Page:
DavidMc

Early Buick Carburetor Identification

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This Marvel carburetor was part of a small collection of early Buick parts so I am guessing it fits an early Buick.  I would like to know what model it fits.  Does anyone need it?

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Edited by DavidMc (see edit history)

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My 1920 and 1922 6-Cylinder Buicks use a Marvel with the brass float bowl like this one has.  They also have the drum style choke housing like this one has.  This unit is plumbed for the inlet and return exhaust pre-heater muff.  I believe the 1923 models

were the first to feature the infamous rust-out prone heat riser tube.  This unit does not have that feature.  I hope someone will chime in and correct me if 1923 was not the first year.  With all of that said, I'll venture to say that this is off a 1922 model.

 

Terry Wiegand

South Hutchinson, Kansas

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One more thing that I forgot to add is that the 1923 Marvel Carburetors on the 6-Cylinder Buicks had the dashpot on the bottom of the body of the unit.  This unit does not have that feature.

 

Terry Wiegand

South Hutchinson, Kansas

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Thanks for the identification.   Hopefully someone needs it.  The choke drum is seized in the barrel, I would think it can be freed with some heat.  Fortunately it is brass and cast iron, no pot metal.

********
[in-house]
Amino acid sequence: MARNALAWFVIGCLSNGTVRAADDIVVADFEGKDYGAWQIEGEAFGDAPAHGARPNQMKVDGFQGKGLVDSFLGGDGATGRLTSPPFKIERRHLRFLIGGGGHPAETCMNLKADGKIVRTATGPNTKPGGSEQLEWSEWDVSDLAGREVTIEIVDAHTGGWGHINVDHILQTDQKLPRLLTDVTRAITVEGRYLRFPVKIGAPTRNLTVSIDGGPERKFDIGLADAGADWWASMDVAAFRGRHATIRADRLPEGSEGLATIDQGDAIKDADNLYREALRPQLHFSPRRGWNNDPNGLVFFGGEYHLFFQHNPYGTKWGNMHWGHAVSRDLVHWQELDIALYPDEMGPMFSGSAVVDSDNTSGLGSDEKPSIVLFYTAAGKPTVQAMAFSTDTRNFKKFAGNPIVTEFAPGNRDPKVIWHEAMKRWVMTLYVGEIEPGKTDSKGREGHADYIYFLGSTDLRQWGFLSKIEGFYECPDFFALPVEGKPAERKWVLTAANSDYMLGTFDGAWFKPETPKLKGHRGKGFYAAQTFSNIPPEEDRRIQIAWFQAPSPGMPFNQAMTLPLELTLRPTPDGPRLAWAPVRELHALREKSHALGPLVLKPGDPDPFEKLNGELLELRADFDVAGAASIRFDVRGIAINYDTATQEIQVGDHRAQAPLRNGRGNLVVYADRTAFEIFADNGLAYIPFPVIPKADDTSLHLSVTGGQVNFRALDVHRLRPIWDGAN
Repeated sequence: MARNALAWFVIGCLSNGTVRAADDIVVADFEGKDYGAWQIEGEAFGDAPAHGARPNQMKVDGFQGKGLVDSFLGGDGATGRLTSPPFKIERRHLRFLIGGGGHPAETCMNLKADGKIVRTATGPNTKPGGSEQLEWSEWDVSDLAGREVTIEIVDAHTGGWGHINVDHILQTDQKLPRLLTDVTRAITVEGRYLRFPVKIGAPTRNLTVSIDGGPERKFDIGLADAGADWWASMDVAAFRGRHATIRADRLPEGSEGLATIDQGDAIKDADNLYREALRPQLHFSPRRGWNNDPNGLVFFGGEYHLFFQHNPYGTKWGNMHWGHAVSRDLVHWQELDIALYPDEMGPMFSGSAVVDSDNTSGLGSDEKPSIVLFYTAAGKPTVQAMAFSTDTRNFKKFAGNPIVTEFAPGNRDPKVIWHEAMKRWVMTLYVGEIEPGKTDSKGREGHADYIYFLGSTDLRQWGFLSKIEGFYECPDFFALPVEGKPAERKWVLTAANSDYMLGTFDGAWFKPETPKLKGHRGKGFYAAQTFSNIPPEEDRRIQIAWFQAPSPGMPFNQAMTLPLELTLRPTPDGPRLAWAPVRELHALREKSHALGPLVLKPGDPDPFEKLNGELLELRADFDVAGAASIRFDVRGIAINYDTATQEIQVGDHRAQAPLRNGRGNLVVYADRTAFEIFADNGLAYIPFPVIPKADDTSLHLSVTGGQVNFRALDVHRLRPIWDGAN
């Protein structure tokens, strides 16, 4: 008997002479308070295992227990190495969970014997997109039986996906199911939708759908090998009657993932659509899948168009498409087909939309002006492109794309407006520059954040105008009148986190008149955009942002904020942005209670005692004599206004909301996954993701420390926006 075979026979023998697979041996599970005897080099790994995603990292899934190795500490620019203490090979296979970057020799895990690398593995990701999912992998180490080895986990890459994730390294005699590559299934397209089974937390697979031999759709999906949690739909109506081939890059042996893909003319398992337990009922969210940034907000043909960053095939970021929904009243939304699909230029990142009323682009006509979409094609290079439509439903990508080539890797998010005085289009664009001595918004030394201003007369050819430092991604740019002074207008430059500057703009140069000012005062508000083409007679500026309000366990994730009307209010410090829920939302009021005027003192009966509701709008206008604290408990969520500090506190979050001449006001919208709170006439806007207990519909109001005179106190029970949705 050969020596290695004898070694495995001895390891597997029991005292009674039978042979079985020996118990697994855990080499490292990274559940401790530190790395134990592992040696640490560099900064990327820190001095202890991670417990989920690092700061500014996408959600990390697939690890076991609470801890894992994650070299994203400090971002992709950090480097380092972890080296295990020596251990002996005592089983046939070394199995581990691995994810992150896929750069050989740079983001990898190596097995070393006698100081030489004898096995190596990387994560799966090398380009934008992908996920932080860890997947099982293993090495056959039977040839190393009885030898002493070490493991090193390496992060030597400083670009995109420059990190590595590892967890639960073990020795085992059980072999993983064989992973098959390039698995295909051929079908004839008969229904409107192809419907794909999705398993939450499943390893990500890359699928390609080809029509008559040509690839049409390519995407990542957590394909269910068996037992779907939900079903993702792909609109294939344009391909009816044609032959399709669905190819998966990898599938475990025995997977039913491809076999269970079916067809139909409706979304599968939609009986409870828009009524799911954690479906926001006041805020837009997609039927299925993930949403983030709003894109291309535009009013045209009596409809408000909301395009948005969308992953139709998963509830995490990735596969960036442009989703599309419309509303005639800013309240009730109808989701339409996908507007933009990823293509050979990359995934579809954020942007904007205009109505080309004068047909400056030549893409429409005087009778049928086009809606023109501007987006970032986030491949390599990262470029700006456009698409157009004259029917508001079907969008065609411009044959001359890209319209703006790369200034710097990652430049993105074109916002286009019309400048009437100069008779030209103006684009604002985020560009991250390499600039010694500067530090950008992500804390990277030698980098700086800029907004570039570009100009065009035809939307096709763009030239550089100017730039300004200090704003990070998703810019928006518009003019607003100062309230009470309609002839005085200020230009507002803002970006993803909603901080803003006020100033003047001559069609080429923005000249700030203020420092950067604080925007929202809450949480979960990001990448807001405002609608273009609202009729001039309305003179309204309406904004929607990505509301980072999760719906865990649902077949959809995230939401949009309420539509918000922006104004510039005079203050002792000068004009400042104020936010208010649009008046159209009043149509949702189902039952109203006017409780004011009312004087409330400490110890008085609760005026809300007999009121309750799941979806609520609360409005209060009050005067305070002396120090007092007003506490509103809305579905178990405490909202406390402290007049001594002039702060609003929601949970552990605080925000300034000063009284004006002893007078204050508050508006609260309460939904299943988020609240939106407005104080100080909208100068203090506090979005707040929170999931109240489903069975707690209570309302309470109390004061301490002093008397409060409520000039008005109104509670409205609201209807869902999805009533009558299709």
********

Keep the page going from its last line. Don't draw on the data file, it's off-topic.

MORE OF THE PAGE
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4 hours ago, DavidMc said:

Thanks for the identification.   Hopefully someone needs it.  The choke drum is seized in the barrel, I would think it can be freed with some heat.  Fortunately it is brass and cast iron, no pot metal. 

 

I freed my choke drum by soaking it in vinegar and tapping it with a hammer, then filed off all the rust. The brass was fine.

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This looks to be a 1923 Buick 6 and 1923-24 Buick 4 (Model K) carburetor.  I have looked at the photos of the 1922 (model H) and 1924 Buick 6 (Model R) and those carburetors are different.  The listing shows some internal part differences for the 2 engine sizes.  The brass bowl does fit multiple years.    Hugh

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Edited by Hubert_25-25 (see edit history)

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Well, Hugh, ain't you just special here🤣.  It looks like you nailed it pretty close.  HOWEVER, (and there always has to be a however stuck in there somewhere) my 1922 Model 48 came from the factory with the Marvel carburetor that has the dashpot

on the bottom side of the unit.  In the scheme of things the frame number on this car indicates that it was built late in the production year for this model.  Back in the day I don't think that Buick held back installing the newer units on the vehicles that were

coming off the assembly lines until the next years models went into production.  It is entirely possible that the newer units were phased into use as they became available.  What the service and replacement parts manuals refer to, in some cases, did

not keep pace with what was actually happening out in the field.  In this case, you are correct with what was specified for the 1923 models as per the Buick Motor Company Engineering Department.  One question for you here - what is the printing date

for the manual that you are referencing here?

 

Terry Wiegand

South Hutchinson, Kansas

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Terry,